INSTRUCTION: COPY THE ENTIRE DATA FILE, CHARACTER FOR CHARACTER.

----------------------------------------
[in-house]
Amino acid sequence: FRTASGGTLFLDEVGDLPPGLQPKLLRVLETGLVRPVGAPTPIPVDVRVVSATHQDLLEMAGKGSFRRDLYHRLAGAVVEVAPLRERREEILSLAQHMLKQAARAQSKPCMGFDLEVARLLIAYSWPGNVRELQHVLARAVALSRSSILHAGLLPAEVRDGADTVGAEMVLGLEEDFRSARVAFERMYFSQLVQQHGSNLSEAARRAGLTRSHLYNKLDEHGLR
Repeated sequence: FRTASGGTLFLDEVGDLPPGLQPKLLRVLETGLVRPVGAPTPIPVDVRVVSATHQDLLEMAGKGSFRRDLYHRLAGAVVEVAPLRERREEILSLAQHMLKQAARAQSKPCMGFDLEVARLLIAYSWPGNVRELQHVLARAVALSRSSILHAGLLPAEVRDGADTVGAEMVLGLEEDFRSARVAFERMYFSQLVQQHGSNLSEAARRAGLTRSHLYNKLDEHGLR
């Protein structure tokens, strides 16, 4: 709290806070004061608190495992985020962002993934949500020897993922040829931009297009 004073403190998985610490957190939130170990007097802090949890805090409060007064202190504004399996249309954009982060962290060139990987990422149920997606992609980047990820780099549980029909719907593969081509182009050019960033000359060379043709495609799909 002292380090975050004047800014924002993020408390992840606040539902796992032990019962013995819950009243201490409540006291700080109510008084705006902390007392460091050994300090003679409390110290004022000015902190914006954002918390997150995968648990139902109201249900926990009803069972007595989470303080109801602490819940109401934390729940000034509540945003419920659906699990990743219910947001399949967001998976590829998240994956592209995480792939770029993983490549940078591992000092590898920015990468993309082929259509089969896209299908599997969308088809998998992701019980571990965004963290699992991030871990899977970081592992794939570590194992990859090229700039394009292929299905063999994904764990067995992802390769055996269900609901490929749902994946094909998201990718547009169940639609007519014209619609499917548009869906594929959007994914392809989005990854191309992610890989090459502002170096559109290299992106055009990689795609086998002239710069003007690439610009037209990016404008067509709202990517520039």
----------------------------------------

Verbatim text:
[in-house]
Amino acid sequence: FRTASGGTLFLDEVGDLPPGLQPKLLRVLETGLVRPVGAPTPIPVDVRVVSATHQDLLEMAGKGSFRRDLYHRLAGAVVEVAPLRERREEILSLAQHMLKQAARAQSKPCMGFDLEVARLLIAYSWPGNVRELQHVLARAVALSRSSILHAGLLPAEVRDGADTVGAEMVLGLEEDFRSARVAFERMYFSQLVQQHGSNLSEAARRAGLTRSHLYNKLDEHGLR
Repeated sequence: FRTASGGTLFLDEVGDLPPGLQPKLLRVLETGLVRPVGAPTPIPVDVRVVSATHQDLLEMAGKGSFRRDLYHRLAGAVVEVAPLRERREEILSLAQHMLKQAARAQSKPCMGFDLEVARLLIAYSWPGNVRELQHVLARAVALSRSSILHAGLLPAEVRDGADTVGAEMVLGLEEDFRSARVAFERMYFSQLVQQHGSNLSEAARRAGLTRSHLYNKLDEHGLR
């Protein structure tokens, strides 16, 4: 709290806070004061608190495992985020962002993934949500020897993922040829931009297009 004073403190998985610490957190939130170990007097802090949890805090409060007064202190504004399996249309954009982060962290060139990987990422149920997606992609980047990820780099549980029909719907593969081509182009050019960033000359060379043709495609799909 002292380090975050004047800014924002993020408390992840606040539902796992032990019962013995819950009243201490409540006291700080109510008084705006902390007392460091050994300090003679409390110290004022000015902190914006954002918390997150995968648990139902109201249900926990009803069972007595989470303080109801602490819940109401934390729940000034509540945003419920659906699990990743219910947001399949967001998976590829998240994956592209995480792939770029993983490549940078591992000092590898920015990468993309082929259509089969896209299908599997969308088809998998992701019980571990965004963290699992991030871990899977970081592992794939570590194992990859090229700039394009292929299905063999994904764990067995992802390769055996269900609901490929749902994946094909998201990718547009169940639609007519014209619609499917548009869906594929959007994914392809989005990854191309992610890989090459502002170096559109290299992106055009990689795609086998002239710069003007690439610009037209990016404008067509709202990517520039």